The Senate Agriculture Committee approved a measure from Sen. Lauren Book that would ban declawing cats with a 4-1 vote Tuesday.
The approval comes after the bill was temporarily postponed in mid-January. Republican Sen. George Gainer, the committee’s Vice Chair, was the sole no vote.
“The bill provides that a non-veterinarian who unlawfully declaws a cat is subject to a civil penalty of up to $1,000 for each violation,” Book explained to the panel.
“A licensed veterinarian who performs a declawing is subject to disciplinary action by the Board of Veterinary Medicine and would face fines of up to $5,000 for each violation.”
Tuesday’s hearing was the first committee stop for the measure. The bill is still scheduled to be heard by the Innovation, Industry, and Technology Committee and the Rules Committee before going to a full Senate vote.
Book, a Plantation Democrat, filed the bill (SB 48) in August.
Owners sometimes have their cats declawed to stop them from scratching individuals in the home, such as small children, or damaging household items.
But Book and others who spoke in support argue the procedure causes problems for the cats’ long-term health.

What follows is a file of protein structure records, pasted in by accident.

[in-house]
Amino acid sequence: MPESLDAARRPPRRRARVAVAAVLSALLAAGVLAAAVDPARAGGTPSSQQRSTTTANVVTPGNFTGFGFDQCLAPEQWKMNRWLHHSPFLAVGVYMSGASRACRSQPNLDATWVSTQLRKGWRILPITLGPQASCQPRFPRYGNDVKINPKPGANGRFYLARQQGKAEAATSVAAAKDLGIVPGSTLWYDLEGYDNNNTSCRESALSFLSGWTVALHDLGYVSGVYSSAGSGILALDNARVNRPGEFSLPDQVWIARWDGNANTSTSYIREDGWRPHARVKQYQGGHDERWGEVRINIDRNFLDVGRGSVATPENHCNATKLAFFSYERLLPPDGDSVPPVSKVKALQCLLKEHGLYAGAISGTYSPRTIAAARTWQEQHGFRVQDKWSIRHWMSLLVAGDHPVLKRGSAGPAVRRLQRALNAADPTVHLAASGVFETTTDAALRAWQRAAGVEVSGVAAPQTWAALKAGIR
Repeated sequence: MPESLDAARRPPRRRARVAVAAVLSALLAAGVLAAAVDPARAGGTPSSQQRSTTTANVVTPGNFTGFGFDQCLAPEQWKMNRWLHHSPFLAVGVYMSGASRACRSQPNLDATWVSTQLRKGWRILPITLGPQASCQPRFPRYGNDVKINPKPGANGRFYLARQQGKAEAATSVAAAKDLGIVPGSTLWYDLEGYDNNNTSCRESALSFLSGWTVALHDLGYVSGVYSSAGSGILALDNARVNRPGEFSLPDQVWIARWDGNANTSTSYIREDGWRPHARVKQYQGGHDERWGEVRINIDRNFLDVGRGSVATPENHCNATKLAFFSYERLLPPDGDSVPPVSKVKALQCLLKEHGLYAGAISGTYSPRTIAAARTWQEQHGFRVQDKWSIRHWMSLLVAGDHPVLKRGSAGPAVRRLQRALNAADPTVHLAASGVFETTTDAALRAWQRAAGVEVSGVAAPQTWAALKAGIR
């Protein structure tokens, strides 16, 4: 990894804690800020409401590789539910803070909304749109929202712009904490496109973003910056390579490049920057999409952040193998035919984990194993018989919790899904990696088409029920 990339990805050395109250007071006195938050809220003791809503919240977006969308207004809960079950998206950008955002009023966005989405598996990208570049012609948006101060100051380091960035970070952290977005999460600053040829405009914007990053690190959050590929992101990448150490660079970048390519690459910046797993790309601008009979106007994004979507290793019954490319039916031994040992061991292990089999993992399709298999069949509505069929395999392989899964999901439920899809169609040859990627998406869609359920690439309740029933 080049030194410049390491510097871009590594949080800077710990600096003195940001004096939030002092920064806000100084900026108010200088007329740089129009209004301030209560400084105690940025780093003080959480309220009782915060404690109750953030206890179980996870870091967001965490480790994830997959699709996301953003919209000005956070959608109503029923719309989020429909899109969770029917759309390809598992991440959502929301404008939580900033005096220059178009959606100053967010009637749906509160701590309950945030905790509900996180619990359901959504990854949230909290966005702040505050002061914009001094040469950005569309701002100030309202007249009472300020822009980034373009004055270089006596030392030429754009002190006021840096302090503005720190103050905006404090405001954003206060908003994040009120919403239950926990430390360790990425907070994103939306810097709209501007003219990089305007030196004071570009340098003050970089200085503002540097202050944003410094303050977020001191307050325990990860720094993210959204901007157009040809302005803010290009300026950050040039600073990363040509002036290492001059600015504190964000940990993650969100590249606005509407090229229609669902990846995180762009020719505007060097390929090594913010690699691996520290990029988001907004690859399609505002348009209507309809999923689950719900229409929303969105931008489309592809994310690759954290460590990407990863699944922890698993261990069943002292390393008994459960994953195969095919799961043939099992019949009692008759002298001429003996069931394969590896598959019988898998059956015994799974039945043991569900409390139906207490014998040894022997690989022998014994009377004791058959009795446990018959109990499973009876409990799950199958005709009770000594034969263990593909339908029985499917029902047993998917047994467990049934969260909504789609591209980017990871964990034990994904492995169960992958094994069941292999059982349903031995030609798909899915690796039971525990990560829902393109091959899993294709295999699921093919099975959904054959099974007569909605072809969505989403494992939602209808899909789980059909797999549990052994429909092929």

“It’s a common misconception that declawing causes no harm and that’s it’s as simple as cutting off a cat’s fingernails,” Book said, before explaining further.
“It would be like if we took our own hands and cut off the first joint in our fingers. This process severs tendons, nerves and ligaments and causes the cat’s claws to not properly function in its daily life. Declawing can lead to intense, chronic pain and other serious medical issues that can make life for a cat unbearable.”
While most cats do fully recover, some don’t. A cat’s posture can be affected, which can cause back problems. The procedure itself is also painful.
Book says she too was uninformed about the process and has herself owned declawed cats.
As for concerns claws can lead to danger at home?
“The truth is when you remove a cat’s claws, they resort to biting instead,” Book argued.
“With proper training, regular nail clipping and other simple solutions, owners and their pets can live together in scratch-free harmony.”
Book did introduce an amendment to the bill Tuesday, which was approved, that would clarify penalties under the measure. The amendment makes clear that the per-violation fines do not apply per claw removed. Rather, those fines would apply to separate offenses per pet.
In June, New York became the first state in the U.S. to ban the practice due to concerns about the animals’ long-term health.
Book’s bill does provide exceptions where the practice is permitted, such as addressing “an existing or recurring illness, infection, disease, injury, or abnormal condition of the cat which compromises the cat’s health.”